After months of wrangling, this week the U.S. Department of Defense sent a proposal to Congress to overhaul the military retirement system.
The new system would blend the current 20-year traditional pension plan with a 401(k)-like plan, utilizing the government’s well-regarded Thrift Savings Plan. It would take effect beginning in 2018, when all new recruits would be automatically enrolled in the new plan. The plan is expected to ensure that 85 percent of military employees leave the service with some retirement savings. Under the current system, only 17 percent stay in long enough — 20 years — to receive any type of retirement benefit.
Provisions of the new plan
- All new service members will automatically contribute 3 percent of their salaries and the government will kick in another 1 percent. The match will vest after two years of service. After four years of service, additional matching contributions of up to 5 percent of basic pay will be available. Personnel can opt out, but only after taking some training designed to change their minds.
- Each arm of the service will be able to offer a bonus known as “continuation pay” to personnel with eight to 16 years of service. Each branch will set its own bonus amounts.
- The traditional pension retirement plan will be trimmed to 80 percent of what it is under the current retirement plan. (Under the current plan, most people who retire after 20 years get 50 percent of their base pay for life; if they stay in for 40 years, they get 100 percent of base pay.) The DOD emphasizes that there will be savings and investment opportunities for long-term personnel to actually exceed what they might have received under the old plan.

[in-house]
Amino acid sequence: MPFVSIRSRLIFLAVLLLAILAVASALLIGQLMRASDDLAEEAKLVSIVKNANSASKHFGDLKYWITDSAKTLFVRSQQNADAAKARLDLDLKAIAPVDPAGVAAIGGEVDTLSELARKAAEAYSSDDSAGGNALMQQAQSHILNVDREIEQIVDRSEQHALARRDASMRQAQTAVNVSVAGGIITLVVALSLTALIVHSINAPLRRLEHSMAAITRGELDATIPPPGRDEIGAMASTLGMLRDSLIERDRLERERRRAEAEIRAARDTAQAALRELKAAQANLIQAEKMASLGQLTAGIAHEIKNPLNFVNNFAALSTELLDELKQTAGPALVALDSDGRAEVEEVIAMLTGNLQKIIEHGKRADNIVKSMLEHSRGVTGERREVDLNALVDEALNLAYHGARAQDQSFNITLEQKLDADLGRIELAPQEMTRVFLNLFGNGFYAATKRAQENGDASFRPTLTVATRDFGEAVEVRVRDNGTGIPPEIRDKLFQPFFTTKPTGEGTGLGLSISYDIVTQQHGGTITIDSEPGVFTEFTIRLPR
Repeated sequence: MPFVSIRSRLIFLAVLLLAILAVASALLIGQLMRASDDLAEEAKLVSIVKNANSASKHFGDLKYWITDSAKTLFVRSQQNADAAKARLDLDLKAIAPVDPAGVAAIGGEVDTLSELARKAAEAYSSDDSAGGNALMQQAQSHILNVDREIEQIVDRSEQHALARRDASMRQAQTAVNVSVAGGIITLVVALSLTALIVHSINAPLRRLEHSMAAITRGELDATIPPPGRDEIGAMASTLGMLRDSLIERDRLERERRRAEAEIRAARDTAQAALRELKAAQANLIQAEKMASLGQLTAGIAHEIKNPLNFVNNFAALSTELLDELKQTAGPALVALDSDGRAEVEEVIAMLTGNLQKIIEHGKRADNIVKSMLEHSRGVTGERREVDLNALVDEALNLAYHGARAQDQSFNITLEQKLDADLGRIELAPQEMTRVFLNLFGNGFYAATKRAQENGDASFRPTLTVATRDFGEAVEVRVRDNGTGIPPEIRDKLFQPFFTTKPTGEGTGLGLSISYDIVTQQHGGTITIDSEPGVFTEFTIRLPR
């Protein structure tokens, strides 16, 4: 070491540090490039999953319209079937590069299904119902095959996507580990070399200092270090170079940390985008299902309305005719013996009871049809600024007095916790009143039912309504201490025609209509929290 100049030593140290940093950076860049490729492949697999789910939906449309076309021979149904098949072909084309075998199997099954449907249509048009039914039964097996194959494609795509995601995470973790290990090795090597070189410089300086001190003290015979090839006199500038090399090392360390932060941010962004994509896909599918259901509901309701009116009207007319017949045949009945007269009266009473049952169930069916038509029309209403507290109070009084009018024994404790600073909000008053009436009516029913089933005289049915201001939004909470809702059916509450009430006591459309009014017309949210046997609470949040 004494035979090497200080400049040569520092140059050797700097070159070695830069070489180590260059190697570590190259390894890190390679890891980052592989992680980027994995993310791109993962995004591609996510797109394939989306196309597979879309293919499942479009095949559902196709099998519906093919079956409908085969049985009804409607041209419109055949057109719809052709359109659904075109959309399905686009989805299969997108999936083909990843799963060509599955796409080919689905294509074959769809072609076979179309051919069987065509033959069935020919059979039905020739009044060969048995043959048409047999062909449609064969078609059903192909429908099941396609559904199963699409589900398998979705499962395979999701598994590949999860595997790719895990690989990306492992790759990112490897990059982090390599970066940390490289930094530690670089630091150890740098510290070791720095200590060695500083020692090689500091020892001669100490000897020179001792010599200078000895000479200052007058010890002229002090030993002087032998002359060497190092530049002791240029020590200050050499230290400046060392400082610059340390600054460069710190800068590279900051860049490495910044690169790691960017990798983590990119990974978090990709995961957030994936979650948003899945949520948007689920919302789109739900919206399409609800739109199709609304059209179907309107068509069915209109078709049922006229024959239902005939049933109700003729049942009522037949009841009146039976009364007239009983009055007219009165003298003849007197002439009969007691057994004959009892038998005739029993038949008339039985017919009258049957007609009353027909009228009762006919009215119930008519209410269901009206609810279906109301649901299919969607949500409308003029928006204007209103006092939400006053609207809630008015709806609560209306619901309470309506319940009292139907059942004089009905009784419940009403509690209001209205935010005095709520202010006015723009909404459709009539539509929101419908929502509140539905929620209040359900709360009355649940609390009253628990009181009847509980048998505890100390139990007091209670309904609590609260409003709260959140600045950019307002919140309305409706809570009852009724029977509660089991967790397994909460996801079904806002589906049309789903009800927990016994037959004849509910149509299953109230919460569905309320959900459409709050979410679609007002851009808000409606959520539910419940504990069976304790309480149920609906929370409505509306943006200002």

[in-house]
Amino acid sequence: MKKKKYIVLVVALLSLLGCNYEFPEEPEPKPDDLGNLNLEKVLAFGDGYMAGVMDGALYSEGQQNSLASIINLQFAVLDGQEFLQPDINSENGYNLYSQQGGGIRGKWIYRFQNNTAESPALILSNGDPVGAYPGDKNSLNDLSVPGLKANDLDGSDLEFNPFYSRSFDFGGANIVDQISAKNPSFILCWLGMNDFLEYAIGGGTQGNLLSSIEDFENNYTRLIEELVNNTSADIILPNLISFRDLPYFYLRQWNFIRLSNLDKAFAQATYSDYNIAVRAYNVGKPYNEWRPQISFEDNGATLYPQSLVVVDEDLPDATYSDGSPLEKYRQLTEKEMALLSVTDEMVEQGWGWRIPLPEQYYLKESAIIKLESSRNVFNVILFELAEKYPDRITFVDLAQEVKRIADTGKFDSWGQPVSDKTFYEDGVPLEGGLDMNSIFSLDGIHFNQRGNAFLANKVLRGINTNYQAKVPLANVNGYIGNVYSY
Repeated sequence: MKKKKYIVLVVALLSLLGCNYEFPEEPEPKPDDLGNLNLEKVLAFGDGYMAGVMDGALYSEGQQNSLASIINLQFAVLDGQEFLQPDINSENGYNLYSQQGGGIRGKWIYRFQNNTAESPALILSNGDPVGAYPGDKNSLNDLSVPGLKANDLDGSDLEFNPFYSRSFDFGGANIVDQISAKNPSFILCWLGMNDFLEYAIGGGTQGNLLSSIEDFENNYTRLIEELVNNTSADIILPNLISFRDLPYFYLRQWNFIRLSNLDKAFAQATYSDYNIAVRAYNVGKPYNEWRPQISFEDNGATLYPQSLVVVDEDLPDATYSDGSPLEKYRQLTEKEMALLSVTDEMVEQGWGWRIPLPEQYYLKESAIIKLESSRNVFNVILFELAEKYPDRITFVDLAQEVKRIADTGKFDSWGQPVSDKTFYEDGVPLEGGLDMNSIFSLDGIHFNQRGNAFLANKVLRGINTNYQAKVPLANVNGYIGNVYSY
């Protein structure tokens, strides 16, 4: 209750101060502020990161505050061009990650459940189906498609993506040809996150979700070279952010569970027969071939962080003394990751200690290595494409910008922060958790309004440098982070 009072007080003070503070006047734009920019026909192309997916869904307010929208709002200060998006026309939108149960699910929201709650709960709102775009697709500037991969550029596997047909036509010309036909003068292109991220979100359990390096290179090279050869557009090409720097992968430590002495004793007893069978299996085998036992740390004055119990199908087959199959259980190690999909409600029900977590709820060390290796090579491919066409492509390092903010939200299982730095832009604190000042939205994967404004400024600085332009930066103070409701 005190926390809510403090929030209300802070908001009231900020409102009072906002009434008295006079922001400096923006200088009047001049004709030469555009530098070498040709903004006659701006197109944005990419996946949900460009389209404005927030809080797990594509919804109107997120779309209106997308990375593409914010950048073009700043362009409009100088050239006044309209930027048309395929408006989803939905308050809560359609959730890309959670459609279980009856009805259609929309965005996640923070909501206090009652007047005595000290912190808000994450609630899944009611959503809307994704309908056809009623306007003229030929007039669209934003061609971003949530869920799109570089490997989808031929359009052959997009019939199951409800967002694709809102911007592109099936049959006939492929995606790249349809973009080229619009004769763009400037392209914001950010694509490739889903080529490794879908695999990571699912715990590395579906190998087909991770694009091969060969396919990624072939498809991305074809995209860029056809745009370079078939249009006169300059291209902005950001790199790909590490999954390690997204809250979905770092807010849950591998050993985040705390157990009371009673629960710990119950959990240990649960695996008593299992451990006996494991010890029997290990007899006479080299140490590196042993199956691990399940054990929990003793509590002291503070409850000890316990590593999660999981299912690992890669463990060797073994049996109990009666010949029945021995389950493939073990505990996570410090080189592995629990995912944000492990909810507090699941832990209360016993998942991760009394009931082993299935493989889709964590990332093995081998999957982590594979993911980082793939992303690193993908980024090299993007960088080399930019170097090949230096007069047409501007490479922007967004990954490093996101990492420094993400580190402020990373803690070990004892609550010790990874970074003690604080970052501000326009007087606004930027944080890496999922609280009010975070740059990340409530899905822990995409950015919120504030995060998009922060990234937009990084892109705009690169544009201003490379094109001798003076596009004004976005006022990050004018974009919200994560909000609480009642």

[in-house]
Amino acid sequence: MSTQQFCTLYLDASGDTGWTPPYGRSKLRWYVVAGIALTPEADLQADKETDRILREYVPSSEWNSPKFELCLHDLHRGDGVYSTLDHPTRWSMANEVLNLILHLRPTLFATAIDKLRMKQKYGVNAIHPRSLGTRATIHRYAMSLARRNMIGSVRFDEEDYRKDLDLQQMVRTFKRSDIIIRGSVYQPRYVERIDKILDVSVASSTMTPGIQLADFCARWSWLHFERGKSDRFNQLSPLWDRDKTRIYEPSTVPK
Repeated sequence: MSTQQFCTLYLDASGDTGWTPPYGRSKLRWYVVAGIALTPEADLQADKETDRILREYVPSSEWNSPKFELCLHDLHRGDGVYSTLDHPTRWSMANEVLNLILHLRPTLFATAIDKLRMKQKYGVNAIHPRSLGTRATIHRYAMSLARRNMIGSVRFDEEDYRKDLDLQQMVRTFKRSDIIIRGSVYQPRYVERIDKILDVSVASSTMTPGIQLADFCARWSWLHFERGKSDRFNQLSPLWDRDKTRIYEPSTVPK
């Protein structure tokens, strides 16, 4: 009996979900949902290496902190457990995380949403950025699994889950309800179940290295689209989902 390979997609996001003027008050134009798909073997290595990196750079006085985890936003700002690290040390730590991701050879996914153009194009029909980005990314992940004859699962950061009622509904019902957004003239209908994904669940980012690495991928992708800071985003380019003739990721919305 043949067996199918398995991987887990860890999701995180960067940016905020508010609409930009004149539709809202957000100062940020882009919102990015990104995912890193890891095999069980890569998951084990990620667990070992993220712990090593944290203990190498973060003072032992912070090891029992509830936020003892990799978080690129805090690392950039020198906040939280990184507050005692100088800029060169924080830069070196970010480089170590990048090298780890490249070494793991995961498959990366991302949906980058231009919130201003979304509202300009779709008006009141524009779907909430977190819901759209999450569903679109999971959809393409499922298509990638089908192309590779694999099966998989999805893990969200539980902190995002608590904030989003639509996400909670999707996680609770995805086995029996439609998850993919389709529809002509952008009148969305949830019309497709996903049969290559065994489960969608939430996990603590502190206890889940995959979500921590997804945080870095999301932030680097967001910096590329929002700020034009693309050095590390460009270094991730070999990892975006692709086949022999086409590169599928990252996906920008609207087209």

- Any military personnel serving before 2018 will be able choose between the new plan and the old one.
“In crafting its final recommendation, the department considered all elements of current and potential retirement plans and built a blended system that — in the military judgment of the Department of Defense — best enables us to maintain the readiness of the all-volunteer force,” said Pentagon spokesman Army Col. Steve Warren in a statement.
Warren said the plan is expected to save about $8.1 billion over 10 years. Congress is expected to vote to approve by the end of the summer.
The American Legion, the nation’s largest organization of wartime military veterans, has expressed reservations about the proposal, saying that it introduces uncertainty into military retirements and makes it too easy for veterans to spend their retirement savings before they reach retirement age.
“The American Legion remains unconvinced that even though current and longstanding military-service contracts are not in danger of being violated…the question of the potential negative effects on recruitment, retention and re-enlistment remain even when considering a ‘blended’ system,” says Joseph Grassi, director of the National Security Division of the The American Legion.
How do other veterans and their families feel about this proposal?
Read more details about why some people object to the changes coming to military retirement benefits.